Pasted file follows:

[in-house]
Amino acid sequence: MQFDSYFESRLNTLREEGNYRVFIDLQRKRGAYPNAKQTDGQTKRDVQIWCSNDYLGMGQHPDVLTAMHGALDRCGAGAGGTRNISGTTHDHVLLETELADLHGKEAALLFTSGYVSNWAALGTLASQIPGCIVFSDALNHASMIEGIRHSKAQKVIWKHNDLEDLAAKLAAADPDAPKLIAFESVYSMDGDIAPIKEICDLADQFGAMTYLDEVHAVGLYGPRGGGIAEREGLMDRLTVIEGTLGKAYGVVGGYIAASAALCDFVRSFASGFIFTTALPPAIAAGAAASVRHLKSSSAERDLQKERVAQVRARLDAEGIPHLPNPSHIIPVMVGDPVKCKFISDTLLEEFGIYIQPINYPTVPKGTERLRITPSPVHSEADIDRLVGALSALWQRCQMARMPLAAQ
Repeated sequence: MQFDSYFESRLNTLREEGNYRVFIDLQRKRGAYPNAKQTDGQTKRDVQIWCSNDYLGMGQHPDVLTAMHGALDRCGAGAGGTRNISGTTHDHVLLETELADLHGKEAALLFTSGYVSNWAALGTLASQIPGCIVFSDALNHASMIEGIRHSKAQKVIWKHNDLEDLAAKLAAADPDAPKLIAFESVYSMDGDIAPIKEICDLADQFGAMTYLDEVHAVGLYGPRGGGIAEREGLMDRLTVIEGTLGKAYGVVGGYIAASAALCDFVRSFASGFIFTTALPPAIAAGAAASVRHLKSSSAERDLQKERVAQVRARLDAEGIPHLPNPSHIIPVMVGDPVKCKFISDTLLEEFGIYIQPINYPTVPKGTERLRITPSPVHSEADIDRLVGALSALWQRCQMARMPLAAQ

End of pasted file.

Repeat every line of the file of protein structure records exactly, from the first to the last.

[in-house]
Amino acid sequence: MQFDSYFESRLNTLREEGNYRVFIDLQRKRGAYPNAKQTDGQTKRDVQIWCSNDYLGMGQHPDVLTAMHGALDRCGAGAGGTRNISGTTHDHVLLETELADLHGKEAALLFTSGYVSNWAALGTLASQIPGCIVFSDALNHASMIEGIRHSKAQKVIWKHNDLEDLAAKLAAADPDAPKLIAFESVYSMDGDIAPIKEICDLADQFGAMTYLDEVHAVGLYGPRGGGIAEREGLMDRLTVIEGTLGKAYGVVGGYIAASAALCDFVRSFASGFIFTTALPPAIAAGAAASVRHLKSSSAERDLQKERVAQVRARLDAEGIPHLPNPSHIIPVMVGDPVKCKFISDTLLEEFGIYIQPINYPTVPKGTERLRITPSPVHSEADIDRLVGALSALWQRCQMARMPLAAQ
Repeated sequence: MQFDSYFESRLNTLREEGNYRVFIDLQRKRGAYPNAKQTDGQTKRDVQIWCSNDYLGMGQHPDVLTAMHGALDRCGAGAGGTRNISGTTHDHVLLETELADLHGKEAALLFTSGYVSNWAALGTLASQIPGCIVFSDALNHASMIEGIRHSKAQKVIWKHNDLEDLAAKLAAADPDAPKLIAFESVYSMDGDIAPIKEICDLADQFGAMTYLDEVHAVGLYGPRGGGIAEREGLMDRLTVIEGTLGKAYGVVGGYIAASAALCDFVRSFASGFIFTTALPPAIAAGAAASVRHLKSSSAERDLQKERVAQVRARLDAEGIPHLPNPSHIIPVMVGDPVKCKFISDTLLEEFGIYIQPINYPTVPKGTERLRITPSPVHSEADIDRLVGALSALWQRCQMARMPLAAQ